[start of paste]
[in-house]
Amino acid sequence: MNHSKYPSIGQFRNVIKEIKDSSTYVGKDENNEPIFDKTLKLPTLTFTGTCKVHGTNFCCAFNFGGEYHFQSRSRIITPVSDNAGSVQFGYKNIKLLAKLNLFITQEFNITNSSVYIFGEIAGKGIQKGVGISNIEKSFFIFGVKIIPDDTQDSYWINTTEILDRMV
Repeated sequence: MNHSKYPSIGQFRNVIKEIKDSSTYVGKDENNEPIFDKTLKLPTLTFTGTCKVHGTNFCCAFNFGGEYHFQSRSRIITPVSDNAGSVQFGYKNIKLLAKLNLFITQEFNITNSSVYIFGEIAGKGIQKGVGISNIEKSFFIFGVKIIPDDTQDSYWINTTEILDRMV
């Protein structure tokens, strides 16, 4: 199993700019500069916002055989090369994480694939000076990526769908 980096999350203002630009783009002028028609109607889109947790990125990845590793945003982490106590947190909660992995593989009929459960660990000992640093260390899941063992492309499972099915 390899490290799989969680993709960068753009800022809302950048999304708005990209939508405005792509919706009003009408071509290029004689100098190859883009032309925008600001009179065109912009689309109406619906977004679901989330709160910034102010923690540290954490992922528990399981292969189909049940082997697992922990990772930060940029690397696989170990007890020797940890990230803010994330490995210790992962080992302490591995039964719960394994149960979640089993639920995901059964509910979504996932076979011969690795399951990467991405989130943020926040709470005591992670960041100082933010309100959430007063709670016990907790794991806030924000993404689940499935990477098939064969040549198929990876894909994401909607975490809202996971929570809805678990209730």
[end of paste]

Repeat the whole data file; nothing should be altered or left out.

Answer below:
[in-house]
Amino acid sequence: MNHSKYPSIGQFRNVIKEIKDSSTYVGKDENNEPIFDKTLKLPTLTFTGTCKVHGTNFCCAFNFGGEYHFQSRSRIITPVSDNAGSVQFGYKNIKLLAKLNLFITQEFNITNSSVYIFGEIAGKGIQKGVGISNIEKSFFIFGVKIIPDDTQDSYWINTTEILDRMV
Repeated sequence: MNHSKYPSIGQFRNVIKEIKDSSTYVGKDENNEPIFDKTLKLPTLTFTGTCKVHGTNFCCAFNFGGEYHFQSRSRIITPVSDNAGSVQFGYKNIKLLAKLNLFITQEFNITNSSVYIFGEIAGKGIQKGVGISNIEKSFFIFGVKIIPDDTQDSYWINTTEILDRMV
């Protein structure tokens, strides 16, 4: 199993700019500069916002055989090369994480694939000076990526769908 980096999350203002630009783009002028028609109607889109947790990125990845590793945003982490106590947190909660992995593989009929459960660990000992640093260390899941063992492309499972099915 390899490290799989969680993709960068753009800022809302950048999304708005990209939508405005792509919706009003009408071509290029004689100098190859883009032309925008600001009179065109912009689309109406619906977004679901989330709160910034102010923690540290954490992922528990399981292969189909049940082997697992922990990772930060940029690397696989170990007890020797940890990230803010994330490995210790992962080992302490591995039964719960394994149960979640089993639920995901059964509910979504996932076979011969690795399951990467991405989130943020926040709470005591992670960041100082933010309100959430007063709670016990907790794991806030924000993404689940499935990477098939064969040549198929990876894909994401909607975490809202996971929570809805678990209730």